Netflix Review: BIG MOUTH Season 3

FIRST IMPRESSION

A dip in quality after the first two seasons.

REVIEW OVERVIEW

Direction
Writing
Voice Acting

Netflix’s Big Mouth returns for a third season, but it was not as impactful as the first two seasons.

After the events of “My Furry Valentine,” Andrew is ostracized for his meltdown at Lola’s party, and Matthew finds a guy he has connected with. Jay comes to terms that he’s bisexual, Nick becomes addicted to his smartphone and Missy, and Jessi continues with their struggles with puberty. And Andrew continues to act like a grotty little pervert because he falls for his cousin.

One of the best features of the first two seasons of Big Mouth was the likable characters. Nick, Andrew, and Jessi were good friends who supported each other, such as in episodes like “Everybody Bleeds” and “The Department of Puberty,” but they have degraded as the season progressed. In season 2, this was reasonable because Jessi was dealing with her parents’ divorce, and Nick and Andrew were influenced by their Hormone Monsters.  However, in season three, Andrew and Nick get worst.

Andrew suffers the worst. In the first season was a good kid who’s Hormone Monster acted as the devil on his shoulder. In the second season, The Shame Wizard balanced out Andrew’s bad urges. But in this season, Andrew was unrestrained. In the episode “Girls Are Angry Too,” he starts to stream his toxic views about women because of his experience of rejection, leading him to meet some unsavory people. In the episode “Florida,” Andrew attempts to hook up with his cousin, and whilst she flirted with Andrew first, he didn’t have to reciprocate. Nor was it a case for Andrew that he hadn’t seen his cousin for a few years, so he changed a lot in the intervening years.

Nick’s big fault comes when he forms an unhealthy attachment to his sister’s phone. The phone acts like a Hormone Monster and corrupts him. One of Nick’s worst actions was recording an embarrassing video of his father and posting it online. When Nick got separated from his phone, he acts likes an addict trying to find her. Nick also grew jealous of Jay when his family takes him in. This was a continuation of the episode “I Survived Jessi’s Bat Mitzvah,” where Jay acted like the good son when Nick pushed his mother away.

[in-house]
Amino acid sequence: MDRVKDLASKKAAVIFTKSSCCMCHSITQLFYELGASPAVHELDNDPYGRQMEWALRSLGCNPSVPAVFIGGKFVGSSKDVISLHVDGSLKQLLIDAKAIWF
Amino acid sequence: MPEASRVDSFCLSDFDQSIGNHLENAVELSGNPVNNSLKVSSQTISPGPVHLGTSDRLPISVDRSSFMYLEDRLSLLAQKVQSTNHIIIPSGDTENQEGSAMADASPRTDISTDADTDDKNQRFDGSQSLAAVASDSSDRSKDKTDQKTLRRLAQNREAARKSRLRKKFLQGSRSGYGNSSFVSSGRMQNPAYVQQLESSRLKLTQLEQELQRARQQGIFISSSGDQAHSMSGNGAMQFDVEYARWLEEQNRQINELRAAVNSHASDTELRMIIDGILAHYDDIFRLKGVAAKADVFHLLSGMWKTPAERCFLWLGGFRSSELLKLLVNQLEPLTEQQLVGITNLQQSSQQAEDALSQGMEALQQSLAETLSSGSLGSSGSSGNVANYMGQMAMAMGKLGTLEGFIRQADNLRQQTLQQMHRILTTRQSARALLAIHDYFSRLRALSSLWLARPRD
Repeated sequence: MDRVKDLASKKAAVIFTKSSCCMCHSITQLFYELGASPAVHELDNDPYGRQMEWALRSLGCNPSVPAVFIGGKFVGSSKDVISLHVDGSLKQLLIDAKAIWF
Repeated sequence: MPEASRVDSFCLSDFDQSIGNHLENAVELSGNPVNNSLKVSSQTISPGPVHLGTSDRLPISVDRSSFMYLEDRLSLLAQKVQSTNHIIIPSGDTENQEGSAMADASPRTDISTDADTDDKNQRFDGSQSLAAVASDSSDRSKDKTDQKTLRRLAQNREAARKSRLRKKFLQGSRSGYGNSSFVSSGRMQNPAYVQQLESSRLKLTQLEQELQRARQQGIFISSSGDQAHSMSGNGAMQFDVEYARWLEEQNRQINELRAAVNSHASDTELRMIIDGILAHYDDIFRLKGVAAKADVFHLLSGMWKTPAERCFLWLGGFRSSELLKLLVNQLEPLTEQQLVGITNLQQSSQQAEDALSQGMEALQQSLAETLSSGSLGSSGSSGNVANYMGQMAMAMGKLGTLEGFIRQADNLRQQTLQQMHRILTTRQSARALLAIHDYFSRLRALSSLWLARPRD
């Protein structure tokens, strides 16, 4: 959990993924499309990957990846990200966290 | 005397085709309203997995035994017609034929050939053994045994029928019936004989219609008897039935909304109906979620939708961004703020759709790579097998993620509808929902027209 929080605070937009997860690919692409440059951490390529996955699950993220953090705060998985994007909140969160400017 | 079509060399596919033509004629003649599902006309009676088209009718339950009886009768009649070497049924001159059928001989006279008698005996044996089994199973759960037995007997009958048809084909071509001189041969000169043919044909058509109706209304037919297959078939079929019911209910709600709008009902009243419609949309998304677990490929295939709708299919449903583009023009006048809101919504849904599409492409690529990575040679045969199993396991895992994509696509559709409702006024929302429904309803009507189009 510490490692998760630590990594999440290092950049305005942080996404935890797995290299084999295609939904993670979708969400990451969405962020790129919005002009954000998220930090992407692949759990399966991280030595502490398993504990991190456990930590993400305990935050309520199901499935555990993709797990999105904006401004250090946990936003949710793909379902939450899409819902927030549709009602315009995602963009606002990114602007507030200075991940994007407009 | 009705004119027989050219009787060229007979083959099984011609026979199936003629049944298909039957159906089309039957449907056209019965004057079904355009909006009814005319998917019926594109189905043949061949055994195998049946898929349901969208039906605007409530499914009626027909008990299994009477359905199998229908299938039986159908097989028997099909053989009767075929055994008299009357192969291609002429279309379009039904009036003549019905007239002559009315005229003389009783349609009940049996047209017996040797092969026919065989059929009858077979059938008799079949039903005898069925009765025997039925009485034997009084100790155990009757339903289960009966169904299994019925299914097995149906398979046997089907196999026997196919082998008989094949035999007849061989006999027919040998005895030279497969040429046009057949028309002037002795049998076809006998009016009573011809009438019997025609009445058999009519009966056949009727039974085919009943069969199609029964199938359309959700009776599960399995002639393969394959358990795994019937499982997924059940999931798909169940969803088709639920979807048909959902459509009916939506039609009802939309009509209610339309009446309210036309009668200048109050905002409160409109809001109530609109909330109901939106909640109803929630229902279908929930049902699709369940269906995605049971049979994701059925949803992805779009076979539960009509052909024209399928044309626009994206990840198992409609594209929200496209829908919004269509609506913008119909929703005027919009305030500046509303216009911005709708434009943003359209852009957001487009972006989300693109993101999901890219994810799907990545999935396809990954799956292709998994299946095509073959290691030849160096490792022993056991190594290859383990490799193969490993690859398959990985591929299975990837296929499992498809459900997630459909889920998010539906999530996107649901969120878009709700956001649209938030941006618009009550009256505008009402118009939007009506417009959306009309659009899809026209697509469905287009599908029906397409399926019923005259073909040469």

The characters who grew the most in this season were Matthew and Nick. Matthew grew a bit in the second season, and the character continues to develop in this season. Outwardly Matthew is the sassy gay character who doesn’t let anything phase him, but due to his age, he has never had a boyfriend. Matthew was nervous around Aiden as he tries to get into a relationship: so standard teenage stuff. Matthew has the added complication that his dad is an army officer, and Matthew pretends to be straight for him.

In Jay’s case, he has to accept that he’s attracted to boys and girls and later outs himself to the school. Jay’s other storyline involved his family because he has a Home Alone situation, and he gets taken in by Nick’s family. Despite Jay trying to laugh off his family’s actions, he experiences being with a loving family when he stays the Birches and subconsciously doesn’t want to leave.

The best episode of the season was the ninth episode “ASSes.” In that episode, the students of Bridgeton Middle School have to undergo the standardized tests and the stresses that they cause. Jay finally gets medication for his ADHD, and he’s a business opportunity by selling his pills as study aids. But for the kids who take the pills, they suffer negative effects. Jessi gets to shine in this episode because her mother puts pressure on the girl to do well in the exams, and the stress and the pills lead to a relapse into depression. Jessi only snaps out of it because she has a heart-to-heart with her dad.

The weakest episode was “Duke,” where the ghost of Duke Ellington retells the story about how he lost his virginity and growing up in the early 20th Century. This episode was nothing more than a filler episode and felt like an outlier because it felt unconnected to the rest of the season.

Like the previous two seasons, the finale of season three was fantastical. In this finale, the students gain superpowers, and the characters find out some life-changing revelations. The best aspect of this episode was it showed the characters were graduating from the seventh grade, so it means the characters will age. The finale has a downbeat ending, so it will be interesting to see what happens next.

Fans of the previous two seasons will be satisfied with Big Mouth‘s third season, continuing the style of humor and the themes of the previous seasons. But the characters who I grew to like in the first season were starting to grate.

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